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Pro-abort policy

Abortion | Both pro-life and pro-abortion groups react to President Obama's reversal of the executive order known as the Mexico City Policy

Activists on both sides of the abortion debate had been anticipating that President Obama would sign an order reversing the executive order known as the Mexico City Policy, and on Friday afternoon he did. This rule had prohibited grantees in receipt of U.S. funding from performing abortions, lobbying to legalize abortion, or promoting abortion as a family-planning method.

"This is the first in an anticipated series of attacks on longstanding pro-life policies, as the new administration pushes Obama's sweeping abortion agenda," said Douglas Johnson, legislative director for the National Right to Life Committee (NRLC).

That agenda includes repeal of the Hyde Amendment, which could impose pro-abortion mandates on private employers through health care reform legislation, and also allow tax-funded elective abortions.

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President Reagan established the Mexico City Policy in 1984. Pro-abortion groups refer to the order as the "global gag rule" and claim it violates free speech while endangering the health of Third World women. President Clinton reversed the policy in 1993, and President Bush reinstated it in 2001, in one of his first acts as president.

Now pro-abortion groups are hailing Obama's reversal of the policy, claiming, in contradiction to the policy's express language, that it "cut off" family-planning assistance to Third World women. "President Obama's actions will help reduce the number of unintended pregnancies, abortions, and women dying from high-risk pregnancies because they don't have access to family planning," said Tod Preston, a spokesman for Population Action International, an advocacy group.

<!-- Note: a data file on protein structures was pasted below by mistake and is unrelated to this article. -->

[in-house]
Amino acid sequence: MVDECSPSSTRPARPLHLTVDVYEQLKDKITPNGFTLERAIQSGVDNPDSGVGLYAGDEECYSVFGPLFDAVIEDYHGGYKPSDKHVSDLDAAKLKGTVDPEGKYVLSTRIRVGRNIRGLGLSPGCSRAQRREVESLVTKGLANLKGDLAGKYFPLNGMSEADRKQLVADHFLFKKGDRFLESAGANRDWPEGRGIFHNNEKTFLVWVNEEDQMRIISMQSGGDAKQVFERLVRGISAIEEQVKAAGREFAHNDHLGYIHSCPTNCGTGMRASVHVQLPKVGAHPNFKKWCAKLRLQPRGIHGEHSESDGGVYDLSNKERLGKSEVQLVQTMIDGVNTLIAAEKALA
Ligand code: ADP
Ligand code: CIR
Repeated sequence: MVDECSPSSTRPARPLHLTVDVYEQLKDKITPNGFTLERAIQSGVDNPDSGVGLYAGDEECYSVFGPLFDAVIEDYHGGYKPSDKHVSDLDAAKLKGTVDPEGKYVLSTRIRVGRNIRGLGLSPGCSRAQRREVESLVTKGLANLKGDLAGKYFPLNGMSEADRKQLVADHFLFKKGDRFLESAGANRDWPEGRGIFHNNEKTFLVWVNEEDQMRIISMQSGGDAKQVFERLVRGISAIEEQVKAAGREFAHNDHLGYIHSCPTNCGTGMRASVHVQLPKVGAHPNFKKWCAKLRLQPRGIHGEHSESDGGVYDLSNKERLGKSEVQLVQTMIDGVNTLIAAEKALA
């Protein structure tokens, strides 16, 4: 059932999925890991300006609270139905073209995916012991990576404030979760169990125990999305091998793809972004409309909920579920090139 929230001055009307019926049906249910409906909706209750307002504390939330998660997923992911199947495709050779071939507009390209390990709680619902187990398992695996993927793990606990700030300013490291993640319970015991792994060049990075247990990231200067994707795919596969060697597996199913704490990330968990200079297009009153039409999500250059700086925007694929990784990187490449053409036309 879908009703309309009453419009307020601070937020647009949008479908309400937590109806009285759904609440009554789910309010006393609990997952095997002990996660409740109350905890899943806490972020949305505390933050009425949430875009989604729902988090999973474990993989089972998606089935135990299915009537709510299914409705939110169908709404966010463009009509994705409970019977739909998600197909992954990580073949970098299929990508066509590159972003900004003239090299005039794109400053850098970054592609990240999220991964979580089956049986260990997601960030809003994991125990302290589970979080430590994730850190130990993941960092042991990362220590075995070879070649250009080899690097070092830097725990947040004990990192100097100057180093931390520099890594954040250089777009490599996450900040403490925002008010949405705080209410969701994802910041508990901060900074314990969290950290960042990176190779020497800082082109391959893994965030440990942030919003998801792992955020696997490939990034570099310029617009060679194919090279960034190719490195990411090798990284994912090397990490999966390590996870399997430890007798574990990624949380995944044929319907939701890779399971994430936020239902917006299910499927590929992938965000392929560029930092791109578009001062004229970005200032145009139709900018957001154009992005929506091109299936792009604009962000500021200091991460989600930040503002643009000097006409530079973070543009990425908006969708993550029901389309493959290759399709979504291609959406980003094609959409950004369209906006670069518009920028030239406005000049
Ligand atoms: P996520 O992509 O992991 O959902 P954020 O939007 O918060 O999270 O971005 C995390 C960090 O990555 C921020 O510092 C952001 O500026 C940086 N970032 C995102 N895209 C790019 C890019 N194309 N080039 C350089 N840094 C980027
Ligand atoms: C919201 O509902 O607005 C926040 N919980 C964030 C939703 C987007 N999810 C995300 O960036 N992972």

The NRLC's Johnson said the reversal will have the opposite effect, diverting "many millions of dollars away from groups that do not promote abortion, and into the hands of those organizations that are the most aggressive in promoting abortion in developing countries. President Obama not long ago told the American people that he would support policies to reduce abortions, but . . . he is effectively guaranteeing more abortions by funding groups that promote abortion as a method of population control."

Democrat-led congressional hearings on the Mexico City Policy in October 2007 seemed to underscore his point. Rep. Tom Lantos, D-Calif., called as witnesses medical- and family-planning professionals from the African continent, stacking the deck in opposition to the largely pro-life policy by a factor of three-to-one.

Rep. Donald Manzullo, R-Ill., repeatedly asked Joana Nerquaye-Tetteh, former executive director of Planned Parenthood in Ghana, to acknowledge a number of facts about the Mexico City Policy: First, that it provides exceptions for abortion counseling and referrals in cases involving rape, incest, or the life of the mother. Second, that the rule even allows grantees and medical professionals to counsel and refer for abortion women who say they want to terminate their pregnancies and ask for information on how to do so safely. And third, that the policy does not prevent the disclosure to women of lifesaving medical information.

But in her testimony Nerquaye-Tetteh insisted the policy endangers women, using as an example those who become pregnant after failing to use contraceptives correctly. "The person did not either go according to the instructions, or sometimes they did everything and you still get a contraceptive failure," Nerquaye-Tetteh said. "So in a situation like that, what do you do? We still need to give the information to that woman that she has a choice to make. . . . [T]hat, for us, is a lifesaving medical information."

Nerquaye-Tetteh also said African women are having "too many children."

Although Obama's latest order on the Mexico City Policy will result in major subsidies for organizations that promote abortion overseas, the direct use of the U.S. funds to perform abortion procedures will remain unlawful under the Helms Amendment to the Foreign Assistance Act.

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